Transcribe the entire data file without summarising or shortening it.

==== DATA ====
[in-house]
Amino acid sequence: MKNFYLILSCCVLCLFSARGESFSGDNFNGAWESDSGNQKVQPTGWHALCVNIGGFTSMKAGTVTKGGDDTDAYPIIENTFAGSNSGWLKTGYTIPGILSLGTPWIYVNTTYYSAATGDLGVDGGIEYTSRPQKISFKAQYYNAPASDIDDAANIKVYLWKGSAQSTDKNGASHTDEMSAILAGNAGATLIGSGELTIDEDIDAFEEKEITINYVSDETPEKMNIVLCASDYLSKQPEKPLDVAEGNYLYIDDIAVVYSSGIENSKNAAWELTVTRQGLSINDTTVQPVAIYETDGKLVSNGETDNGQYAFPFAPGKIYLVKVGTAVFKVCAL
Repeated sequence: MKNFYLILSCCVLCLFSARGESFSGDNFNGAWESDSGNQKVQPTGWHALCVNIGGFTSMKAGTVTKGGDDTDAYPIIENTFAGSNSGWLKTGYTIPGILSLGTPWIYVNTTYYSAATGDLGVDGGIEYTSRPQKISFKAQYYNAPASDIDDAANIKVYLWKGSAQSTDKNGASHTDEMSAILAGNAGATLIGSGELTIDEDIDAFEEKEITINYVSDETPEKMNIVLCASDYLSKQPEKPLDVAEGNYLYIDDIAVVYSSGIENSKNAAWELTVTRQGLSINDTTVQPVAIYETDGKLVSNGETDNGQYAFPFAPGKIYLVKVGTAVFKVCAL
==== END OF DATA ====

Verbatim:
[in-house]
Amino acid sequence: MKNFYLILSCCVLCLFSARGESFSGDNFNGAWESDSGNQKVQPTGWHALCVNIGGFTSMKAGTVTKGGDDTDAYPIIENTFAGSNSGWLKTGYTIPGILSLGTPWIYVNTTYYSAATGDLGVDGGIEYTSRPQKISFKAQYYNAPASDIDDAANIKVYLWKGSAQSTDKNGASHTDEMSAILAGNAGATLIGSGELTIDEDIDAFEEKEITINYVSDETPEKMNIVLCASDYLSKQPEKPLDVAEGNYLYIDDIAVVYSSGIENSKNAAWELTVTRQGLSINDTTVQPVAIYETDGKLVSNGETDNGQYAFPFAPGKIYLVKVGTAVFKVCAL
Repeated sequence: MKNFYLILSCCVLCLFSARGESFSGDNFNGAWESDSGNQKVQPTGWHALCVNIGGFTSMKAGTVTKGGDDTDAYPIIENTFAGSNSGWLKTGYTIPGILSLGTPWIYVNTTYYSAATGDLGVDGGIEYTSRPQKISFKAQYYNAPASDIDDAANIKVYLWKGSAQSTDKNGASHTDEMSAILAGNAGATLIGSGELTIDEDIDAFEEKEITINYVSDETPEKMNIVLCASDYLSKQPEKPLDVAEGNYLYIDDIAVVYSSGIENSKNAAWELTVTRQGLSINDTTVQPVAIYETDGKLVSNGETDNGQYAFPFAPGKIYLVKVGTAVFKVCAL